The late Senator Edward M. Kennedy has won a United Nations award for his decades of work on behalf of the world's refugees.
The United Nations High Commissioner for Refugees announced today that Kennedy, who died last month, was posthumously awarded the 2009 Nansen Refugee Prize "for his achievements as an unparalleled champion of refugee protection and assistance for more than 45 years."
The prize comes with $100,000 to be donated to any cause the winner chooses. Kennedy's communication chief, Anthony Coley, said no decision has been made on how to distribute the money.
The UNHCR said Kennedy was informed of the award in June, although it was not disclosed publicly until today.
The UN agency said Kennedy's work "in establishing US refugee admissions, resettlement, and asylum programs directly helped millions of persecuted individuals to find protection and start new lives in the United States. He was the chief sponsor of more than 70 refugee related measures and was instrumental in codifying international refugee obligations into US law."
In making the announcement, UN High Commissioner for Refugees António Guterres said: “Senator Kennedy stood out as a forceful advocate for those who suddenly found themselves with no voice and no rights. Year after year, conflict after conflict, he put the plight of refugees on the agenda and drove through policies that saved and shaped countless lives.”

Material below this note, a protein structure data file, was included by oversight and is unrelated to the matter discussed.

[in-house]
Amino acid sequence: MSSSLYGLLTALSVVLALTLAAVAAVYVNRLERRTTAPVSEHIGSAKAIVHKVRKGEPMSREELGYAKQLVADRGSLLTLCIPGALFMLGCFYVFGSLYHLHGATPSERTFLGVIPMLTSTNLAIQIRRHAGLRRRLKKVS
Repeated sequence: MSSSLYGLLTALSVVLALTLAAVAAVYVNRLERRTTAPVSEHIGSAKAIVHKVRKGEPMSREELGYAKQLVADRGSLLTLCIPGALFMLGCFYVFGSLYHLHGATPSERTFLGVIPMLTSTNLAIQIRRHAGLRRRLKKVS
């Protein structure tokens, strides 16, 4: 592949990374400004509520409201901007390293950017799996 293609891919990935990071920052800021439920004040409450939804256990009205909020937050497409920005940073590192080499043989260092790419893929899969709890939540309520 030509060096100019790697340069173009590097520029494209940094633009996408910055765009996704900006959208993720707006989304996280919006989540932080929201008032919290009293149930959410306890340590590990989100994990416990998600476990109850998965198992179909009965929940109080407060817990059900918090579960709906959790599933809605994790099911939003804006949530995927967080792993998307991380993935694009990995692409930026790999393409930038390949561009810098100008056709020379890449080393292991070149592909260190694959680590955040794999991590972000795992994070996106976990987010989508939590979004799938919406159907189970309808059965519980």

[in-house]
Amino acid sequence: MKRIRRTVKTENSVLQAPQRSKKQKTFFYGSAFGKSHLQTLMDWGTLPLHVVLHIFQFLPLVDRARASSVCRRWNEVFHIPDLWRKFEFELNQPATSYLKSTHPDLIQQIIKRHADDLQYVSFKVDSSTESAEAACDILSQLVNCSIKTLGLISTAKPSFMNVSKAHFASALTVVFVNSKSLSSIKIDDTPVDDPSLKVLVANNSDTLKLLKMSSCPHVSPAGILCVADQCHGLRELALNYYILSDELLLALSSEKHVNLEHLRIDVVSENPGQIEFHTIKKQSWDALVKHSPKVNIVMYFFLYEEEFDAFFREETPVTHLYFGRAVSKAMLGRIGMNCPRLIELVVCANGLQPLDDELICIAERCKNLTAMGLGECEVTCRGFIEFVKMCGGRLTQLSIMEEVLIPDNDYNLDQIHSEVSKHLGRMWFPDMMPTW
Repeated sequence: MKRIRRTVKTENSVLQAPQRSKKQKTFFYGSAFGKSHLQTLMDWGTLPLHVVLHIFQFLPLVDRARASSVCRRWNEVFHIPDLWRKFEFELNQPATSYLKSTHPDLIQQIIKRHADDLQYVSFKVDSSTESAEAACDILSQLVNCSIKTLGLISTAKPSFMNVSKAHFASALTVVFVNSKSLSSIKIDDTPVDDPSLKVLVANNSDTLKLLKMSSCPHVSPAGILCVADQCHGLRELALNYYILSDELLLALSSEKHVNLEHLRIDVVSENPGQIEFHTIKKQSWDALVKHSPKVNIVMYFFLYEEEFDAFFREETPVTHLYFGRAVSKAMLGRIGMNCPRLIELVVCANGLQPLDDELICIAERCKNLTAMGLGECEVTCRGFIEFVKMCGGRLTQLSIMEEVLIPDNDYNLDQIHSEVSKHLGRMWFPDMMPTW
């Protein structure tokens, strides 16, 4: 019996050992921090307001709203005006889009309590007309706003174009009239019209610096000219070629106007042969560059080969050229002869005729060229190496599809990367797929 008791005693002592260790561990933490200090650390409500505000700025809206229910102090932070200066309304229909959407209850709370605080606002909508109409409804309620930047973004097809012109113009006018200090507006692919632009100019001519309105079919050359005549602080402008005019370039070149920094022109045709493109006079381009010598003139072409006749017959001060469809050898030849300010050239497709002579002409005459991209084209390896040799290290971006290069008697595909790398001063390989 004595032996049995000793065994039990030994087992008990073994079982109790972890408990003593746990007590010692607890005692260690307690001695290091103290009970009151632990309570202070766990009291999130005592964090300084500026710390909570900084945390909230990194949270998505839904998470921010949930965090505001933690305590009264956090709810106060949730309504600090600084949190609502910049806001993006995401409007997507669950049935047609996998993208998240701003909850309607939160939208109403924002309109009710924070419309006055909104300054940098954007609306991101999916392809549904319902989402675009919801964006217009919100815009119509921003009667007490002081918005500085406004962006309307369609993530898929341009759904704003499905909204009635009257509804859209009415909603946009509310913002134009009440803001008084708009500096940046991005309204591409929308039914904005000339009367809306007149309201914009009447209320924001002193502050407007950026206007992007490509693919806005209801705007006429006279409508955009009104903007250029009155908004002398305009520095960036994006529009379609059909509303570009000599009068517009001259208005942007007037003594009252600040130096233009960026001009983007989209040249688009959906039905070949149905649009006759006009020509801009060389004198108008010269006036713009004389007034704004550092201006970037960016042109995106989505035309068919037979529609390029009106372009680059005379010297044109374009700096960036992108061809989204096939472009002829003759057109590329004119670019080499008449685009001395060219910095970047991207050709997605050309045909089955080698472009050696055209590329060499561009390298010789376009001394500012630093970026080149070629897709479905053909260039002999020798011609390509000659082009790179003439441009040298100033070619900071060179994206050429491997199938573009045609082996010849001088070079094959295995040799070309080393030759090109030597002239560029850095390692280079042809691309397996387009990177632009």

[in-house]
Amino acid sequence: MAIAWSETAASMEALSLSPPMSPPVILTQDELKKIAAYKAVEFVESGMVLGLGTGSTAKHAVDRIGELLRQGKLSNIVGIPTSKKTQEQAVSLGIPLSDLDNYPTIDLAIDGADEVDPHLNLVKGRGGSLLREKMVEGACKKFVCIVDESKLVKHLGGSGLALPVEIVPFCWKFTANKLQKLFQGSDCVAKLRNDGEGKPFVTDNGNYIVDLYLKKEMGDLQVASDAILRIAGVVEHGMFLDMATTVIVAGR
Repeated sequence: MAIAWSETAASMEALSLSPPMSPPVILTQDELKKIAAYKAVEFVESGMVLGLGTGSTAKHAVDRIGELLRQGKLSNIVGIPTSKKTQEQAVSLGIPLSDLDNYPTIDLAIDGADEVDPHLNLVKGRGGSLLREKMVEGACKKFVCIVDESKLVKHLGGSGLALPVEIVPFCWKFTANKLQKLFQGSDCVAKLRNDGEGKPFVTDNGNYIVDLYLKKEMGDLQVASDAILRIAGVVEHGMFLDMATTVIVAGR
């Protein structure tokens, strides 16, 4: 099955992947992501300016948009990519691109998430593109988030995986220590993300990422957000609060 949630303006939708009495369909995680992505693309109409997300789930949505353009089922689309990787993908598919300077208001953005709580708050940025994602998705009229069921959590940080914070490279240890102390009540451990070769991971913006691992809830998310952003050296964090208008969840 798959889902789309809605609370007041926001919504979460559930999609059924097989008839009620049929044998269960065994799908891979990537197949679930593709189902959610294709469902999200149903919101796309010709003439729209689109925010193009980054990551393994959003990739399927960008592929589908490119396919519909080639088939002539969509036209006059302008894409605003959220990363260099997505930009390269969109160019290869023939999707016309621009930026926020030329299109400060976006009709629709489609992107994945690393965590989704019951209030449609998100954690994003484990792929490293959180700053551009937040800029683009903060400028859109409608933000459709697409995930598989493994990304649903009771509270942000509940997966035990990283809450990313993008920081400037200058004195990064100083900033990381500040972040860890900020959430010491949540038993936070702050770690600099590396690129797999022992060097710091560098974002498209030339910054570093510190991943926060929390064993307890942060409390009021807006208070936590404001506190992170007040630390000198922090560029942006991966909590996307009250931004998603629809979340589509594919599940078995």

The UN agency noted that Kennedy played a major role in recent years in drawing attention to the needs of Iraqi refugees after the US invasion there.
The prize was created in 1954 to honor Fridtjof Nansen, a Norwegian polar explorer and scientis who was the first UN High Commissioner for Refugees. He won the Nobel Peace Prize in 1922.
About this blog
About James F. SmithJim Smith came home to his native Boston in 2002 to become the Boston Globe's foreign editor after spending 22 years abroad. He was previously based in Buenos Aires and Mexico City for the LA Times, and in Johannesburg, Tokyo and The Hague for the AP. In 2007 he became the Globe's national political editor, coordinating presidential campaign coverage. He is a Yale graduate, and has an MBA. He is married to Maxine Hart and has two sons, Matthew and Daniel.
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